Thesis ID: CBB262339207

The Occasions of Community: Giambattista Vico and the Concept of Society (2015)

unapi

This dissertation provides a systematic account of the development of Giambattista Vico’s conception of society as it is presented primarily in his Inaugural Orations, Universal Law, and New Science. Three claims remain constant between these three works: (1) Humans are essentially social, (2) Humans do not cause society, but rather occasion it, and (3) the task of the philosopher is to promote humanity’s social nature in the face of the otherwise destructive and anti-social impulses brought about as a result of original sin. Many additional features of Vico’s conception of society anticipate the modern conception of society that made the social sciences possible. As with modern conceptions of society, Vico’s is as a thing separable both from the state and from the individuals that make it up. But Vico’s theological commitments prevent him from being interested in society for its own sake. A defining feature of the modern concept of society is a secularism that finds explanations for social phenomena in society itself. Vico is unwavering in his theological commitments. For Vico, society is not an active agent that produces social effects, but is rather a passive aggregate of individuals that is acted upon by a force that is outside of itself: Divine Providence. For this reason, it is argued that Vico’s conception of society is not yet modern.

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Citation URI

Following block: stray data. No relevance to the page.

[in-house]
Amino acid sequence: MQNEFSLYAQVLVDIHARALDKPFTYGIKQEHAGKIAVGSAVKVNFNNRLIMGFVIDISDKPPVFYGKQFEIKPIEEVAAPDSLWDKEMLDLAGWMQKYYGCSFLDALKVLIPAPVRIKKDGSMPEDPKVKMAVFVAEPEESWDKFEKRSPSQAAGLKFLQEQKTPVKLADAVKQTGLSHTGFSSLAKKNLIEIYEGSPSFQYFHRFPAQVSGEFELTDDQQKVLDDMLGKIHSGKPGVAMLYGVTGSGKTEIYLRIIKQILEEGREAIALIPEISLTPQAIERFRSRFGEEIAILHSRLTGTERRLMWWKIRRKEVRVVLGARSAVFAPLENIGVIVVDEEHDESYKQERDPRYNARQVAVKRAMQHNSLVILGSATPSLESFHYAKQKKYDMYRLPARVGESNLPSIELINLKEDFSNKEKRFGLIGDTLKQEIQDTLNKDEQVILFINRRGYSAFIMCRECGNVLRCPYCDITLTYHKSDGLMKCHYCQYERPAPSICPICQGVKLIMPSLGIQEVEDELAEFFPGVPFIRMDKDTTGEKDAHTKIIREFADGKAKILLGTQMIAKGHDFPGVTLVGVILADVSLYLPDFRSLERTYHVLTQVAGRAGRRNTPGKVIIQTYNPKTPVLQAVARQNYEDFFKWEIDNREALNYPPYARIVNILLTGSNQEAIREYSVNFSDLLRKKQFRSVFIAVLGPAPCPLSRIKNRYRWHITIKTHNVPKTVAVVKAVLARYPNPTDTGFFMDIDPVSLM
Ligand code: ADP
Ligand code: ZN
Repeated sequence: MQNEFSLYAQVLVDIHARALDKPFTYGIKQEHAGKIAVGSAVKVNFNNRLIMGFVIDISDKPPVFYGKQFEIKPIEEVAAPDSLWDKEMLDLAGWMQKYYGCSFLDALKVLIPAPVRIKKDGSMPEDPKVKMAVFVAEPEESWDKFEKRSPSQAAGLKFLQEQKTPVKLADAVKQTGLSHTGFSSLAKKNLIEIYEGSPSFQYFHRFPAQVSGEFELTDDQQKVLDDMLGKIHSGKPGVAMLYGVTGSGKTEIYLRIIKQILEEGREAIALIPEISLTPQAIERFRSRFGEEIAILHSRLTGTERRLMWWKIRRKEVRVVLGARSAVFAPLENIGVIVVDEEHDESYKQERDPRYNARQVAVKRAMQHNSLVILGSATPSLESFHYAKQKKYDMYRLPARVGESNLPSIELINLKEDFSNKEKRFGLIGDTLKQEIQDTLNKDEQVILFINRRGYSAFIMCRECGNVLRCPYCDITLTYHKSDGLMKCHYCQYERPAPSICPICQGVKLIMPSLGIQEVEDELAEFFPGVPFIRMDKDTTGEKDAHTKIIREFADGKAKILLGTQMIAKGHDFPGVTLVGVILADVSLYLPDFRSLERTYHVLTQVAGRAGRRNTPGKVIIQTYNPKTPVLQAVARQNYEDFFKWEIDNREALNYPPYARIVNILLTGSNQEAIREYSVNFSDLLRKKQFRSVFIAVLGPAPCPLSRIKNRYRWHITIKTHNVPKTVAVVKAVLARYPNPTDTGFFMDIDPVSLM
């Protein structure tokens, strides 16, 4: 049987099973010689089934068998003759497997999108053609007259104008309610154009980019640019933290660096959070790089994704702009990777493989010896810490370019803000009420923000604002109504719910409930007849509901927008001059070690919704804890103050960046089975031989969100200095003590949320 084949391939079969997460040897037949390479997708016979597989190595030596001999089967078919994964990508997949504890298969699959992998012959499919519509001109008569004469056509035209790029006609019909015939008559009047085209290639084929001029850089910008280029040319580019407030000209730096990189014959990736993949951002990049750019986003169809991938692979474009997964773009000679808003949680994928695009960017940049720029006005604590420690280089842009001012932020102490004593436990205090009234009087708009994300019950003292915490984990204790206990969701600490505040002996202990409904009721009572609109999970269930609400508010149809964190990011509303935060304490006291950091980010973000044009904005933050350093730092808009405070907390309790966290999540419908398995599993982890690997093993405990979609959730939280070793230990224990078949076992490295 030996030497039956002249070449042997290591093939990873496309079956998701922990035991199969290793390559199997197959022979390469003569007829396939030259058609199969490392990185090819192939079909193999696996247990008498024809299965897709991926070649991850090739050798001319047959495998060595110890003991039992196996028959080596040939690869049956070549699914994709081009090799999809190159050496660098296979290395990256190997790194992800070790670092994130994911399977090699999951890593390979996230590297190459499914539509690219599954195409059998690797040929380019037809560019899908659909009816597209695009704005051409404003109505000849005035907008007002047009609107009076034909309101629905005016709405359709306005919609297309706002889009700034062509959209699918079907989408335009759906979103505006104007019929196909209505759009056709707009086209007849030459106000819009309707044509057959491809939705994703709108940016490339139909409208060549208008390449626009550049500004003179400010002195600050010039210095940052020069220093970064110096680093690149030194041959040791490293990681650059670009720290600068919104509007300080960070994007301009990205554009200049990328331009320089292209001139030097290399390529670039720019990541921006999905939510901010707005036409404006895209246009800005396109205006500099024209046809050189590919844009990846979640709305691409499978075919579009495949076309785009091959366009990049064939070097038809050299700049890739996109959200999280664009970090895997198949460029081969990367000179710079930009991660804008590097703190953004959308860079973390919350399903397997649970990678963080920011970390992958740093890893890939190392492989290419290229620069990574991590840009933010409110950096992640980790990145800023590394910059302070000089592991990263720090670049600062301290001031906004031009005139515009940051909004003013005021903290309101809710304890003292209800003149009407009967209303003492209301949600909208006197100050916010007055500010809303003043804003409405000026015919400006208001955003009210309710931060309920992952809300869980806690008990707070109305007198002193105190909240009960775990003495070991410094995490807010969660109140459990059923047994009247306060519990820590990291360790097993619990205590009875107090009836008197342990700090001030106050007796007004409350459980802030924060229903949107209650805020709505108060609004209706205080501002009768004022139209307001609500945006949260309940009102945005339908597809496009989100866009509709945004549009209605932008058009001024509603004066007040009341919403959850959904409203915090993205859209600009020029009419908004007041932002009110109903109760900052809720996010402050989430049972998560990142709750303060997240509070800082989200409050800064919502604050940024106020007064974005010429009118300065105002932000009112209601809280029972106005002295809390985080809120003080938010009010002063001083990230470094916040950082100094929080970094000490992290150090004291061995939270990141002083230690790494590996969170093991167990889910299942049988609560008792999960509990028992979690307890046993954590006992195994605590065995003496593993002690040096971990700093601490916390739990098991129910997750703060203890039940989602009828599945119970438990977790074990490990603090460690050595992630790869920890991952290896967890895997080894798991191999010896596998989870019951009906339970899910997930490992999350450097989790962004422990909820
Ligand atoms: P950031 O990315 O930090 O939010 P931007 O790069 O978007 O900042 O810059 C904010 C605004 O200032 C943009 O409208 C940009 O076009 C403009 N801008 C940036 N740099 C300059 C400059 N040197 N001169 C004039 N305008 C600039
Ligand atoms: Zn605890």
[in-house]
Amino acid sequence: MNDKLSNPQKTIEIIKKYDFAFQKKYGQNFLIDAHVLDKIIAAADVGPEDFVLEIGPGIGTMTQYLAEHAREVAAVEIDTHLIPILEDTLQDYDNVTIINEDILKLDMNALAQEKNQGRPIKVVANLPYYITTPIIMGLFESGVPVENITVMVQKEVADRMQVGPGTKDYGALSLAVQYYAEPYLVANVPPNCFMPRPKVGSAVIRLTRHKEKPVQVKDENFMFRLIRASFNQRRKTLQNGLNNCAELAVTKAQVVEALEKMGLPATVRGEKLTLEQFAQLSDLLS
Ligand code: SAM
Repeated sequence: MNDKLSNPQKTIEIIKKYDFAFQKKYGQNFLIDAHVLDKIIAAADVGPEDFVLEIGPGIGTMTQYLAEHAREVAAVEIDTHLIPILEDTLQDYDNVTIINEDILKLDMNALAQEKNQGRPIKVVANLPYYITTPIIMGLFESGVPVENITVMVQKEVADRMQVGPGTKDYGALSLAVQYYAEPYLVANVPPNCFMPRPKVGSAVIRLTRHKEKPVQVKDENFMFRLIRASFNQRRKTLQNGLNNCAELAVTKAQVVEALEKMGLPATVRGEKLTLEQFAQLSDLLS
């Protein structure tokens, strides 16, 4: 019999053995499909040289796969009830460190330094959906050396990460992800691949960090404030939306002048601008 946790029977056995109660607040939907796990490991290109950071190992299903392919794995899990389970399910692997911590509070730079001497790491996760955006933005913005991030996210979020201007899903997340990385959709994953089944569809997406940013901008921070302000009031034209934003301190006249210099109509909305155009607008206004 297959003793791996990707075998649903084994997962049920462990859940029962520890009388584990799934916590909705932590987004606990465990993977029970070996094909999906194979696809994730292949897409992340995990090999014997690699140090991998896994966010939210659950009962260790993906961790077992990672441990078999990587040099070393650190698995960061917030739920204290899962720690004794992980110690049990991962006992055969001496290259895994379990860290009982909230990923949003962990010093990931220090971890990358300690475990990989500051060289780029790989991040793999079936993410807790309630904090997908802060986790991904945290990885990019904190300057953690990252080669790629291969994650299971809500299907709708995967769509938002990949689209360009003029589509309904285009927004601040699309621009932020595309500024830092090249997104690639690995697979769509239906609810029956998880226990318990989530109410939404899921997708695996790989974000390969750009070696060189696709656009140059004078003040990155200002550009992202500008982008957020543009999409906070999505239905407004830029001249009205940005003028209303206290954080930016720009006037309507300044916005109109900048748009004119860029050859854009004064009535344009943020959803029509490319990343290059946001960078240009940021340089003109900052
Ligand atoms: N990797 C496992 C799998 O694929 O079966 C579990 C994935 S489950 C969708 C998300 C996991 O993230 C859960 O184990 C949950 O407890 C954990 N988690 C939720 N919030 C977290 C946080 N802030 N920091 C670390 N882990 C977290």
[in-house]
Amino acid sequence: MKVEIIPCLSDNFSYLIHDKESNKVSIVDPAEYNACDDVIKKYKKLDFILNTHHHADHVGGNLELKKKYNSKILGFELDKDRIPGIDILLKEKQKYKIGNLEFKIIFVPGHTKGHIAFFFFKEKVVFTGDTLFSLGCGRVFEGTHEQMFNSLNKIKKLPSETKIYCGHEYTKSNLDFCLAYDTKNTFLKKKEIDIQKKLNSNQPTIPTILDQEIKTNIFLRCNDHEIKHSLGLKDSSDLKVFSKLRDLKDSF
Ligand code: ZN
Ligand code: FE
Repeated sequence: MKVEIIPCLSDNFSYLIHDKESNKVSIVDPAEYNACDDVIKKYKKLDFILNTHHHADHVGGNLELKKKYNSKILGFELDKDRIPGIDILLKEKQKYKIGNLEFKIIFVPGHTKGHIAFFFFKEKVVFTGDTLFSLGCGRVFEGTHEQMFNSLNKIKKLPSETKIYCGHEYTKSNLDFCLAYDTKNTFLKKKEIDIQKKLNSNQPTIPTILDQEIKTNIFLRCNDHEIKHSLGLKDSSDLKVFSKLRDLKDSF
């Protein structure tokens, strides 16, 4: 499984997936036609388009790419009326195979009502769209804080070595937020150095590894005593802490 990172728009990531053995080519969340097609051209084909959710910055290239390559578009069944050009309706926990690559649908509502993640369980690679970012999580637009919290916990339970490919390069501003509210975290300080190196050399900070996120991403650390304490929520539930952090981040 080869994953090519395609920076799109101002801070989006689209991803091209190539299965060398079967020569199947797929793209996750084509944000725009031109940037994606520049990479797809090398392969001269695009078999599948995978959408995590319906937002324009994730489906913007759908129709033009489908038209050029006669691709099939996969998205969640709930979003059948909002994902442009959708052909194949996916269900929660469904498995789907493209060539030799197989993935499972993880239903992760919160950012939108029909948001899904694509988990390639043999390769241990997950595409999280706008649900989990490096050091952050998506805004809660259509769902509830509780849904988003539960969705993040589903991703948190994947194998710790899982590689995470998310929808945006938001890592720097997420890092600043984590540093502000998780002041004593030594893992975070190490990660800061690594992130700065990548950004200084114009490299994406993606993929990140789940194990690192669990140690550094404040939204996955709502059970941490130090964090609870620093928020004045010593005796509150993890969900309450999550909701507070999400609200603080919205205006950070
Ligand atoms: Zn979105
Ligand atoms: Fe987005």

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Authors & Contributors
Generali, Dario
Roger Wagner
Andrew Briggs
Canaris, Daniel
Radek Kundt
D. Jason Slone
Journals
Studies in History and Philosophy of Science
Journal of the History of Philosophy
Intellectual History Review
Galilæana: Journal of Galilean Studies
British Journal for the History of Philosophy
Publishers
Oxford University Press
Mimesis
Warburg Institute, Univ. of London
University of New Hampshire
Universitat de Barcelona
Springer
Concepts
Science and religion
Philosophy
Philosophy of science
Religion
Natural philosophy
Philosophy and religion
People
Malebranche, Nicolas de
Leibniz, Gottfried Wilhelm von
Spinoza, Baruch
Descartes, René
Locke, John
Averroes
Time Periods
17th century
18th century
20th century
19th century
21st century
16th century
Places
Europe
Italy
Great Britain
United States
Russia
North America
Institutions
School of Milan
Jesuits (Society of Jesus)
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